• Stark, Doug and Teresa O’ Rourke. “The Lost Futures of BoJack and Diane.” Post45, special cluster on Leaving Hollywood: Essays After BoJack Horseman, 2020, https://post45.org/2020/11/the-lost-futures-of-bojack-and-diane/.
  • Stark, Doug. “Reimagining Play with Lewis Carroll’s Croquet.” In Media Res, March 2020, http://mediacommons.org/imr/content/reimagining-play-lewis-carroll%E2%80%99s-croquet.
  • Stark, Doug. “Unsettling Embodied Literacy in QWOP the Walking Simulator.” Journal of Gaming & Virtual Worlds, vol. 12, no. 1, 2020, pp. 49–67, https://doi.org/10.1386/jgvw_00004_1.
  • Stark, Doug. “‘A More Realistic View:’ Reimagining Sympoietic Practice in Octavia Butler’s Parable Series,” Extrapolation, vol. 61, no. 1-2, 2020, pp. 151–171, https://doi.org/10.3828/extr.2020.10.
  • Stark, Doug. “Ludic Literature: Ready Player One as Didactic Fiction for the Neoliberal Subject.” Playing the Field: Video Games and American Studies, edited by Sascha Pöhlmann, De Gruyter, 2019, pp. 153-173.

Awards

  • Hobby Departmental Dissertation Fellowship, UNC Chapel Hill, Fall 2022
  • IAH Grant, UNC/KCL “Media Aesthetics” Speaker Series and Working Group, Fall 2022
  • Game Studies Research Award, DLC lab, UNC Chapel Hill, Spring 2022, Fall 2022
  • Collaborative Online International Learning (COIL) Fellow, UNC Chapel Hill, Spring 2022
  • IAH Grant, UNC/KCL “Digital Aesthetics” Speaker Series, Fall 2021
  • Games and Cultures Humanities Lab Fellow, Duke University, 2019-2020
  • Santander Postgraduate Scholarship, Loughborough University, UK, 2014-2016

Curriculum Vitae / Resume

Nicole Berland

May 23, 2019

Degrees

2005, BA English, Psychology, Plan II Honors, University of Texas

2008, MA Humanities, University of Chicago

Bio

Although I came to UNC to study later-Victorian monster fiction, my obsessive Star Trek fandom redirected my research interests toward science fiction television seriality. As an educator, I likewise encourage my students to leverage their passions toward their academic work. I have taught several composition courses at UNC, including Writing Across the Disciplines, Writing in the Social Sciences, and Writing in the Humanities, in addition to designing and teaching sections of Literature & Cultural Diversity and Film & Culture. I’ve also been afforded the opportunity to TA for Matthew Taylor’s Literature, Medicine, and Culture and Gregory Flaxman’s Film Analysis classes. My auxiliary interests in social justice, music, and visual art also keep me busy with a number of UNC-affiliated and community-based groups and projects.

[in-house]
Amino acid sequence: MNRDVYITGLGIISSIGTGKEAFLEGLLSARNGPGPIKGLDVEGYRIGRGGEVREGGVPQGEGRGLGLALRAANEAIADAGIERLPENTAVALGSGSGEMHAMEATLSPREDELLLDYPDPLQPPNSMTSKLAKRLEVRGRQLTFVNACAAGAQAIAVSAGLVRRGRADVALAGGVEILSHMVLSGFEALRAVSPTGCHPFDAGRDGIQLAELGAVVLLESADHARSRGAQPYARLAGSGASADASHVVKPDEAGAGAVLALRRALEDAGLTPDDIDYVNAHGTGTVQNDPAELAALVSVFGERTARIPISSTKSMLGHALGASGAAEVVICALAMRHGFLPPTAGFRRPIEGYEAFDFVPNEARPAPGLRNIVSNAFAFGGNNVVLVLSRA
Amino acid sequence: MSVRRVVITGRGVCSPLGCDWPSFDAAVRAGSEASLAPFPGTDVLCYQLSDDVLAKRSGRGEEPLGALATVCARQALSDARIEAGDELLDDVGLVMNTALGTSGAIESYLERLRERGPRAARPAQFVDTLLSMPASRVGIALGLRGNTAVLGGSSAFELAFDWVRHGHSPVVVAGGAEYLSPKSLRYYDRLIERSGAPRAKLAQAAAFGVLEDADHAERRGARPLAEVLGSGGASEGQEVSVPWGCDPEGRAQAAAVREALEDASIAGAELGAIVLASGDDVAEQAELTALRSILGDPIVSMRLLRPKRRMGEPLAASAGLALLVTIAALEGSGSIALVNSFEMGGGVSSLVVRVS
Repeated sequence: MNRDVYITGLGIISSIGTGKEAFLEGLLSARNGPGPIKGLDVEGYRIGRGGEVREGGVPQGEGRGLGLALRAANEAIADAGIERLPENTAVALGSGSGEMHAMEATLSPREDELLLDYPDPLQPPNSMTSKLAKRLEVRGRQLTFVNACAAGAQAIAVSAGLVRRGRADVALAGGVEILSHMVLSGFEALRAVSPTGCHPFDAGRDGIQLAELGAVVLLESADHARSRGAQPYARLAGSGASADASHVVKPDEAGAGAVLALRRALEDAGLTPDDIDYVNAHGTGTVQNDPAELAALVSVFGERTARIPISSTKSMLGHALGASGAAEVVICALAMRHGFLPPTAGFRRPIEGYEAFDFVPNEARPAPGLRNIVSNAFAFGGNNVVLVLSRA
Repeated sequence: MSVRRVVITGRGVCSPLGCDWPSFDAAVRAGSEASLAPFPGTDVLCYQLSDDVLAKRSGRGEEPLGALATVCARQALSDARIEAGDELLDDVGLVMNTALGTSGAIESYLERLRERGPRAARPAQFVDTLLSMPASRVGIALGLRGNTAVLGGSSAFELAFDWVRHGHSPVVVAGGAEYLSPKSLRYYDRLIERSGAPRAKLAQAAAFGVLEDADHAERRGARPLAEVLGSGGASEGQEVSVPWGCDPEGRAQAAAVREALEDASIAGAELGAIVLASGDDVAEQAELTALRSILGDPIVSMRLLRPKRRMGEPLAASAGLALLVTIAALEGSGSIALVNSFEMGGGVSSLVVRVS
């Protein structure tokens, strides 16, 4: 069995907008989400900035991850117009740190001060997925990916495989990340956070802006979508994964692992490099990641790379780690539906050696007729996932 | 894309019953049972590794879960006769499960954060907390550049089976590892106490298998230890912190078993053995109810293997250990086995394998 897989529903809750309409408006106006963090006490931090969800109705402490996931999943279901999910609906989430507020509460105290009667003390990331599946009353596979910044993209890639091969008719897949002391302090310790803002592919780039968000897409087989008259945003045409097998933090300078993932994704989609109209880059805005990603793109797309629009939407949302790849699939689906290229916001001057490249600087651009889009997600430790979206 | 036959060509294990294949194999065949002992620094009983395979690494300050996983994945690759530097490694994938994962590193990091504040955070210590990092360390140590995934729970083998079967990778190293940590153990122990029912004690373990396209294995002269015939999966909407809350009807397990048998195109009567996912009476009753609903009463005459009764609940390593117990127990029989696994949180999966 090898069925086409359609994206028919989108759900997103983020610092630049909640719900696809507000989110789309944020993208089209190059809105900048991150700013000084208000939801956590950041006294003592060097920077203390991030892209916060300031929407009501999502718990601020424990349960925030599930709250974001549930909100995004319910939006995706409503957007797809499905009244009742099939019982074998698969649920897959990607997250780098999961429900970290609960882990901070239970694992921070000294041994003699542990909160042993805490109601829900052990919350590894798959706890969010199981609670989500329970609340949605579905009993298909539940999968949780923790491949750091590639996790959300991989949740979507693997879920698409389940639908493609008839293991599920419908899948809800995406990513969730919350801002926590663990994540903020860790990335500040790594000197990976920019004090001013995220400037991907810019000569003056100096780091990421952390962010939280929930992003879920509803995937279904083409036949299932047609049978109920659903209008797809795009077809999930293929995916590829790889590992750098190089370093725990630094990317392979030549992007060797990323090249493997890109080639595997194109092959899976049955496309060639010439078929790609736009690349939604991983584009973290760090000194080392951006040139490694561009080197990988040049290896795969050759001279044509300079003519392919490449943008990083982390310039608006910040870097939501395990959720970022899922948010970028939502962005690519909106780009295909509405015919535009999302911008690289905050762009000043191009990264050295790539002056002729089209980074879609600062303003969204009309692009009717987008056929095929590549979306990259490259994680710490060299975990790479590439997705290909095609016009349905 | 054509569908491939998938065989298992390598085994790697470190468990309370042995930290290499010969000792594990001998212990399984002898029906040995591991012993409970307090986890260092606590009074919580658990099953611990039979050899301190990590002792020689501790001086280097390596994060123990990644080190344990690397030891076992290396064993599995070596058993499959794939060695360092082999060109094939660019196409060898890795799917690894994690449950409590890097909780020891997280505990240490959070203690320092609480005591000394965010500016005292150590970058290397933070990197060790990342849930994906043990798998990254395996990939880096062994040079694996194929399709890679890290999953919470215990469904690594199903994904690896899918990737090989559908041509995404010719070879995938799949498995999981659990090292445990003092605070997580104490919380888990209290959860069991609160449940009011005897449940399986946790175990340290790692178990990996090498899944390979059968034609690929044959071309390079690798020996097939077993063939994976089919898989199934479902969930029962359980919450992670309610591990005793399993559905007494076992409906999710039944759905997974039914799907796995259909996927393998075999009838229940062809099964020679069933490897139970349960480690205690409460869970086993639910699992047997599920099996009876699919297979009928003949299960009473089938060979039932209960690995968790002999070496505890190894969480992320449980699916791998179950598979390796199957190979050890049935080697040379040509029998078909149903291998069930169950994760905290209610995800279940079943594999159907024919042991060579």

Teaching Awards

Betts Award for Excellence in Teaching Composition, UNC-Chapel Hill, 2021

Undergraduate Teaching Award (SUTASA), UNC-Chapel Hill, 2020

Erika Lindemann Award for Excellence in Teaching Composition, UNC-Chapel Hill, 2018

Erika Lindemann Award for Excellence in Teaching Literature, UNC-Chapel Hill, 2015


Awards

Frankel Departmental Dissertation Fellowship, UNC-Chapel Hill, 2021

UNC-King’s College London Global Partnership Grant, 2019

UNC-King’s College London Global Partnership Grant, 2017

Graduate and Professional Student Federation Travel Grant, UNC-Chapel Hill, 2015

George Hills Harper Summer Research Fellowship, UNC-Chapel Hill, 2013-2014

M.A.P.H. Fellowship, University of Chicago, 2007-2008

Phi Beta Kappa, University of Texas, 2005